What Kind of Pain Reliever Should You Take?
Should you take the same medicine for a sore throat that you take for a sore back? Learn the facts about pain relievers.

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Picture of pain relief medication What Kind of Pain Reliever Should You Take?

Pain relievers are among the most common forms of medicine people take. Many are available without a prescription and can be bought almost anywhere. Easy access to pain relievers, though, does not mean you should take them casually. Be aware of common possible side effects and how to take them safely.

The two most common over-the-counter pain relievers are acetaminophen (such as Tylenol) and certain nonsteroidal anti-inflammatory drugs (NSAIDs). Nonprescription NSAIDs include aspirin, ibuprofen, and naproxen. Certain types of pain respond better to one pain reliever than another, and people often respond slightly differently to each drug.

Both types of over-the-counter (OTC) pain relievers can help reduce, relieve or manage discomfort caused by:

  • Headaches
  • Sore muscles
  • Arthritis
  • Menstrual cramps
  • Toothaches
  • Earaches
  • Fever
  • Colds
  • Flu
  • Sinusitis
  • Strep throat
  • Sore throat

Should I take acetaminophen or an NSAID?

Acetaminophen: may be a good choice for:

  • Headaches
  • Common aches and pains
  • Long-term arthritis management

Acetaminophen is also a good fever reducer.

NSAIDs. Ibuprofen or naproxen is often effective for:

  • Menstrual cramps
  • Sore muscles
  • Pain related to inflammation. Along with relieving pain, NSAIDs can reduce inflammation (swelling and irritation).

How do they work?
Acetaminophen works on the part of the brain that receives pain messages and regulates body temperature.

NSAIDs are anti-inflammatory┬┐ medicines that work on pain and inflammation by reducing the production of prostaglandins. These are hormone-like substances that irritate nerve endings and help regulate body temperature.

Common drugs, common side effects
Pain relievers can cause serious side effects if you take them often, have certain medical conditions or take certain other medications.

Acetaminophen. High doses of acetaminophen can cause liver damage. If you have a liver problem or drink much alcohol with acetaminophen, even a standard dose can cause liver damage.

NSAIDs. Talk to your doctor before you take NSAIDs. Long-term NSAID use can cause stomach ulcers, gastrointestinal bleeding and kidney damage. NSAIDs can also affect high blood pressure. Talk to your doctor to make sure NSAIDs are safe, especially if you:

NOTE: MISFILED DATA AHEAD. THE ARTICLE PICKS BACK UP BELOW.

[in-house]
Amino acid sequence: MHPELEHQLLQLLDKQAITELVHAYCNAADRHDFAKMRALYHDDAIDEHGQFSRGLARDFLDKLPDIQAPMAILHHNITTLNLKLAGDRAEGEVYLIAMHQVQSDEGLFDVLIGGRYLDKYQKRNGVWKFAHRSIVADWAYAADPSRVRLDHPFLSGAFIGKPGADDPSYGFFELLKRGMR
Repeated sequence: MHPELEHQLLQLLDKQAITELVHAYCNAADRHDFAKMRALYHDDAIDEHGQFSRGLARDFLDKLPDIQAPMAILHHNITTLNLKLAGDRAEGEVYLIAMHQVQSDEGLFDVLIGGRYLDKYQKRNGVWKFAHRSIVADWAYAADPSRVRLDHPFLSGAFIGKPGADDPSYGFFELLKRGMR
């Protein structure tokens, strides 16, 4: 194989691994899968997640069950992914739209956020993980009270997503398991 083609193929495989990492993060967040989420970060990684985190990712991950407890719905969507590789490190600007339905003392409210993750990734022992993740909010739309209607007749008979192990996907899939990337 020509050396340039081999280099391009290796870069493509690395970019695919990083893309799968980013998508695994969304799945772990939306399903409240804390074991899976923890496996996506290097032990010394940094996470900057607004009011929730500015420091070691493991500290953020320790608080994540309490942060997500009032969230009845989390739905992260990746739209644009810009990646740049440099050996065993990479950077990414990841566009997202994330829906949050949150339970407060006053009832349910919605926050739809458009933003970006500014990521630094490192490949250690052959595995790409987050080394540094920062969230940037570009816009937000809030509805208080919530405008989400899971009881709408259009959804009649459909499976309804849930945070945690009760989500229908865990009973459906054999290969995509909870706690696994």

• Are over 60 years of age
  • Have had stomach problems or ulcers
  • Have liver or kidney disease
  • Have a bleeding disorder
  • Have high blood pressure
  • Take medicine for high blood pressure
  • Take aspirin to protect your heart or any sort of blood thinning drugs.
  • Drink more than three alcoholic drinks each day

Children and aspirin don't mix
Do not give aspirin or products containing aspirin to children under age 19. Children who take aspirin may develop Reye's syndrome, a very serious and sometimes fatal illness

Interactions with other medications
Over-the-counter drugs can interact with other medications, including prescription drugs. This can increase the risk of side effects. For example, taking aspirin and a blood thinner like Coumadin (warfarin) could lead to dangerous bleeding.

Acetaminophen is an ingredient in many over-the-counter and prescription medicines, such as pain relievers and cough and cold remedies. Check the labels for acetaminophen. Don't take additional acetaminophen when you are taking these medicines. Taking more than the recommended dose does not provide additional pain relief. Combining products that contain acetaminophen could lead to overdose.

NSAIDs may interact with aspirin you take to protect your heart or with blood-thinning medications.

Tell your doctor about any over-the-counter drugs you are taking. They may contain the same pain reliever found in your prescription drugs. Never share your pain medication with anyone else. And keep all your medicines out of reach of children.

The bottom line
While pain relievers are readily available, there are many factors to consider before taking them or giving them to children. Talk to your doctor about which pain relievers are safest for you and your family before you take them. If you have questions, call your doctor or talk to the pharmacist to make sure you're taking the right pain reliever.

By Louis Neipris, MD, Staff Writer
Created on 06/19/2007
Updated on 06/22/2010
  • U.S. Food and Drug Administration. The best way to take your over-the-counter pain reliever? Seriously.
  • American Chronic Pain Association. ACPA Consumer Guide to Pain Medication and Treatment
  • Patient information collection. Chronic pain medicines. American Family Physician. 2004; 69(5): 1197-1198
  • U.S. Food and Drug Administration. A guide to safe use of pain medicine.
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